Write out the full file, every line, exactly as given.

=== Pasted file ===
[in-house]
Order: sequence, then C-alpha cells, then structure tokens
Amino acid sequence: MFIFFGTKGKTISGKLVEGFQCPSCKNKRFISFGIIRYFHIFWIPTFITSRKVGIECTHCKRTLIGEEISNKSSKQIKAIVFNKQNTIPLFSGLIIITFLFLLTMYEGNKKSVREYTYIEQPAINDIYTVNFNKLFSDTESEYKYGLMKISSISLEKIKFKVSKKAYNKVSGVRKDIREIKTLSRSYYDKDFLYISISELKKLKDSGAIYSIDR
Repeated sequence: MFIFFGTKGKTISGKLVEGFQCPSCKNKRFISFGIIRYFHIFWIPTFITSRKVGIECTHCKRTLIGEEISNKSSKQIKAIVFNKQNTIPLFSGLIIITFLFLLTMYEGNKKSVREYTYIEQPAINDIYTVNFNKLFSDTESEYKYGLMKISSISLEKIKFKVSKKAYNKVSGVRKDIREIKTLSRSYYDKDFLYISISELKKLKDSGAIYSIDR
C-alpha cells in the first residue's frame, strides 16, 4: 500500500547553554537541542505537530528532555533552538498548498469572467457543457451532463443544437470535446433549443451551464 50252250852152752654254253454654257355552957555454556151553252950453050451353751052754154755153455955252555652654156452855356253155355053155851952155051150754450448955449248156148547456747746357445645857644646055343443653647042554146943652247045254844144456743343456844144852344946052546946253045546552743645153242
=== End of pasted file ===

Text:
[in-house]
Order: sequence, then C-alpha cells, then structure tokens
Amino acid sequence: MFIFFGTKGKTISGKLVEGFQCPSCKNKRFISFGIIRYFHIFWIPTFITSRKVGIECTHCKRTLIGEEISNKSSKQIKAIVFNKQNTIPLFSGLIIITFLFLLTMYEGNKKSVREYTYIEQPAINDIYTVNFNKLFSDTESEYKYGLMKISSISLEKIKFKVSKKAYNKVSGVRKDIREIKTLSRSYYDKDFLYISISELKKLKDSGAIYSIDR
Repeated sequence: MFIFFGTKGKTISGKLVEGFQCPSCKNKRFISFGIIRYFHIFWIPTFITSRKVGIECTHCKRTLIGEEISNKSSKQIKAIVFNKQNTIPLFSGLIIITFLFLLTMYEGNKKSVREYTYIEQPAINDIYTVNFNKLFSDTESEYKYGLMKISSISLEKIKFKVSKKAYNKVSGVRKDIREIKTLSRSYYDKDFLYISISELKKLKDSGAIYSIDR
C-alpha cells in the first residue's frame, strides 16, 4: 500500500547553554537541542505537530528532555533552538498548498469572467457543457451532463443544437470535446433549443451551464 50252250852152752654254253454654257355552957555454556151553252950453050451353751052754154755153455955252555652654156452855356253155355053155851952155051150754450448955449248156148547456747746357445645857644646055343443653647042554146943652247045254844144456743343456844144852344946052546946253045546552743645153242